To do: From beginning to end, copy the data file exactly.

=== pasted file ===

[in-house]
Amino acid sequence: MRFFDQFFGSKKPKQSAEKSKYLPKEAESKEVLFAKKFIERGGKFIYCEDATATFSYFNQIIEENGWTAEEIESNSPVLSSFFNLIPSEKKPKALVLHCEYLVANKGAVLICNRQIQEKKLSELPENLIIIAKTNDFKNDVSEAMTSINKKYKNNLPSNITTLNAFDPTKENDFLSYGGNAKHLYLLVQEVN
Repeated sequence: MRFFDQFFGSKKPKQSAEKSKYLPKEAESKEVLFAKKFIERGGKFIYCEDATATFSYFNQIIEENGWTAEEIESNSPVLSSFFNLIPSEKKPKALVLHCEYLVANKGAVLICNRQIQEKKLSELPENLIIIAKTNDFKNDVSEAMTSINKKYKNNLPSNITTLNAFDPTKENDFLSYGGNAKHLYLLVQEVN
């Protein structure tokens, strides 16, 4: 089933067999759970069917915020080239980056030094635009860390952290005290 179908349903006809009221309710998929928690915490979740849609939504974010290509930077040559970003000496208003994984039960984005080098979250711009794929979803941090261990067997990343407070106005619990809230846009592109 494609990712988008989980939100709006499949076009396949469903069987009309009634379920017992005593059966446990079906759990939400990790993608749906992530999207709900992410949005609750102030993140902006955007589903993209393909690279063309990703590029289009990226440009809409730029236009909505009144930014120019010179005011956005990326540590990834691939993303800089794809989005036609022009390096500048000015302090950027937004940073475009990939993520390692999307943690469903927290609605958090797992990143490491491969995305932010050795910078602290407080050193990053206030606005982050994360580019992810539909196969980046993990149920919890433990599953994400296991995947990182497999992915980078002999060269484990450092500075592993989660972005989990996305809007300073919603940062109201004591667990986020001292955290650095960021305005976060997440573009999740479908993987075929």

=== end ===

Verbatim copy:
[in-house]
Amino acid sequence: MRFFDQFFGSKKPKQSAEKSKYLPKEAESKEVLFAKKFIERGGKFIYCEDATATFSYFNQIIEENGWTAEEIESNSPVLSSFFNLIPSEKKPKALVLHCEYLVANKGAVLICNRQIQEKKLSELPENLIIIAKTNDFKNDVSEAMTSINKKYKNNLPSNITTLNAFDPTKENDFLSYGGNAKHLYLLVQEVN
Repeated sequence: MRFFDQFFGSKKPKQSAEKSKYLPKEAESKEVLFAKKFIERGGKFIYCEDATATFSYFNQIIEENGWTAEEIESNSPVLSSFFNLIPSEKKPKALVLHCEYLVANKGAVLICNRQIQEKKLSELPENLIIIAKTNDFKNDVSEAMTSINKKYKNNLPSNITTLNAFDPTKENDFLSYGGNAKHLYLLVQEVN
């Protein structure tokens, strides 16, 4: 089933067999759970069917915020080239980056030094635009860390952290005290 179908349903006809009221309710998929928690915490979740849609939504974010290509930077040559970003000496208003994984039960984005080098979250711009794929979803941090261990067997990343407070106005619990809230846009592109 494609990712988008989980939100709006499949076009396949469903069987009309009634379920017992005593059966446990079906759990939400990790993608749906992530999207709900992410949005609750102030993140902006955007589903993209393909690279063309990703590029289009990226440009809409730029236009909505009144930014120019010179005011956005990326540590990834691939993303800089794809989005036609022009390096500048000015302090950027937004940073475009990939993520390692999307943690469903927290609605958090797992990143490491491969995305932010050795910078602290407080050193990053206030606005982050994360580019992810539909196969980046993990149920919890433990599953994400296991995947990182497999992915980078002999060269484990450092500075592993989660972005989990996305809007300073919603940062109201004591667990986020001292955290650095960021305005976060997440573009999740479908993987075929």